It’s been well over a decade since Dan Pink predicted that the macro trend of automation would change the nature of just about everything in his bestselling book A Whole New Mind. The context of his message revolved around work, with the central idea being to take a look at what you do, determine whether part or all of it could be done better by an algorithmic approach, and reposition your skills accordingly. Even traditionally specialized professions, like law and accounting, were at risk.
I doubt Dan had any inkling of just how automated the world would become. He could not have put his finger on the the eventual impact of automation: the overwhelming and insatiable desire for immediacy.
Welcome to the new age of immediacy, where if you cannot get me exactly what I want at a competitive price and do so instantaneously, I’m not only surfing on to the next offer, but I likely won’t revisit you. (I doubt whether Dan was predicting this end of loyalty as we know it.)
In the age of immediacy, the old idea of the Iron Triangle–you know, that given quality, cost and speed you can have two, but not all three–is simply irrelevant. In fact, it’s been dead for quite a while for any entity that we’d properly label disruptively innovative…point to any product, service, or company you think of as a true groundbreaker, and tell me that haven’t put a nail in the coffin of the Iron Triangle.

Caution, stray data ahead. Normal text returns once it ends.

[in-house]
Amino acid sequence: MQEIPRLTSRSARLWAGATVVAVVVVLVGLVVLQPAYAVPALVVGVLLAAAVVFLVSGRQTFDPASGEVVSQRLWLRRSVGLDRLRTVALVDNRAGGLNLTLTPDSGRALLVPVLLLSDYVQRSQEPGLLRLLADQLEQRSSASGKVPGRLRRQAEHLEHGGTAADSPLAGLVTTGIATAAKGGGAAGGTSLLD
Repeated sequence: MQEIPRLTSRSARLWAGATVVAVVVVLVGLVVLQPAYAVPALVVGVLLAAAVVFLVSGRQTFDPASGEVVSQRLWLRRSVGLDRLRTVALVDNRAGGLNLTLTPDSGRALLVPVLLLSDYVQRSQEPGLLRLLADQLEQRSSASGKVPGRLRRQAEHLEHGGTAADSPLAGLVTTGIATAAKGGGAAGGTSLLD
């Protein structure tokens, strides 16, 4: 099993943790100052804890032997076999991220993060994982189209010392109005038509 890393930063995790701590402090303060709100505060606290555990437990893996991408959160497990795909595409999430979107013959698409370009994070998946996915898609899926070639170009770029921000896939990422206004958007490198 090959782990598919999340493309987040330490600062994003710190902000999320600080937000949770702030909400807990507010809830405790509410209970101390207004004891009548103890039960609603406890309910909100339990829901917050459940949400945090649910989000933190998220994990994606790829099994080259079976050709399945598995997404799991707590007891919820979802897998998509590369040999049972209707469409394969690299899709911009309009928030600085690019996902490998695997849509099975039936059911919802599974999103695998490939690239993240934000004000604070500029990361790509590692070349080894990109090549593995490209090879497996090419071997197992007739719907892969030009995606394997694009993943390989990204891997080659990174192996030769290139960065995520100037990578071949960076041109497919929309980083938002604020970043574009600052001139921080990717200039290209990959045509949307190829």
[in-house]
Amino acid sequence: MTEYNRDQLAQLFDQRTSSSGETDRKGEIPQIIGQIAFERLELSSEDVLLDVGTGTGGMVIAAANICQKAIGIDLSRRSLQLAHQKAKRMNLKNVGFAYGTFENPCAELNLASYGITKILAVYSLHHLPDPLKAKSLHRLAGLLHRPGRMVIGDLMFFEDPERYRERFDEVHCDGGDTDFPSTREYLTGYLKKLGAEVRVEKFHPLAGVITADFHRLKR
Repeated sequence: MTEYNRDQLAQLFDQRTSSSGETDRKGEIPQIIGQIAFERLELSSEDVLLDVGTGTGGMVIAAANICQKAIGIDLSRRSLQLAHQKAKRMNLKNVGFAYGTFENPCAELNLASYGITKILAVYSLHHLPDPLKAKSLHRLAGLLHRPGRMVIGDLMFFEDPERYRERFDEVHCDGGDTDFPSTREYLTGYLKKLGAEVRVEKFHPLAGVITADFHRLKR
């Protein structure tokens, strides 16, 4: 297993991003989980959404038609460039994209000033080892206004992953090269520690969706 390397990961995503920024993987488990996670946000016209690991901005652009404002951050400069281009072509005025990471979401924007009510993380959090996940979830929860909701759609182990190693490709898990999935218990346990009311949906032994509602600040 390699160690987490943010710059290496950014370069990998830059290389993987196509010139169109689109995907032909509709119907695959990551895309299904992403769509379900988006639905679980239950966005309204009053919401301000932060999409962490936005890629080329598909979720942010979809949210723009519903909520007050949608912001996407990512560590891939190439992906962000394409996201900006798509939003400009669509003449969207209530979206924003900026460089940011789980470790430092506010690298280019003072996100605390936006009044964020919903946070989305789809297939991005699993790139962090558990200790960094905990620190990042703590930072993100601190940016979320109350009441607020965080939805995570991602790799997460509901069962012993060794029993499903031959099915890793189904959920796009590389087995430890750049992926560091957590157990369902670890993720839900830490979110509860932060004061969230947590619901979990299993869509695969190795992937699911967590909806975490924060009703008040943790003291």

In the age of immediacy, quality and cost are ante to the game, and time compression is the key to success. We’ve lost the ability to wait, and it’s probably a good thing, at least in the business sense.
Waiting is a form of waste, and next to quality defects (which have been largely lean/six-sigma’d away) is the most aggravating. It’s always been that way, to a certain degree, but the rise of automation and the age of immediacy makes it ever so much more apparent. It’s ever so much more annoying when now than in the past when we’re made to wait.
We get the spinning wheel on a website, and we’re all “buh-by!” We get the message “please wait while your video buffers,” and we’ll find something else to watch. We pump gas and wonder why this particular gas station is so behind the times that they don’t have a video screen to entertain us and take our mind off the fact that this pump is slower than the one gallon per second I really want.
The smart people are capitalizing on the desire for immediacy, and focusing their strategy on time compression. They are even going one better: eliminating the need for us to think ahead. The whole premise of shared services like Uber and Taxi Magic is that we shouldn’t need to make a reservation in advance, we should be able to get a limo on demand.
Google Shopping Express, which debuted last year in the San Francisco Bay area offering same day delivery services for the likes of Whole Foods, Staples, Walgreens, and Costco, is expanding to parts of Los Angeles and New York City.
Amazon and Walmart are right there with Google, with Amazon promising not just same-day, but also Sunday delivery in selected cities.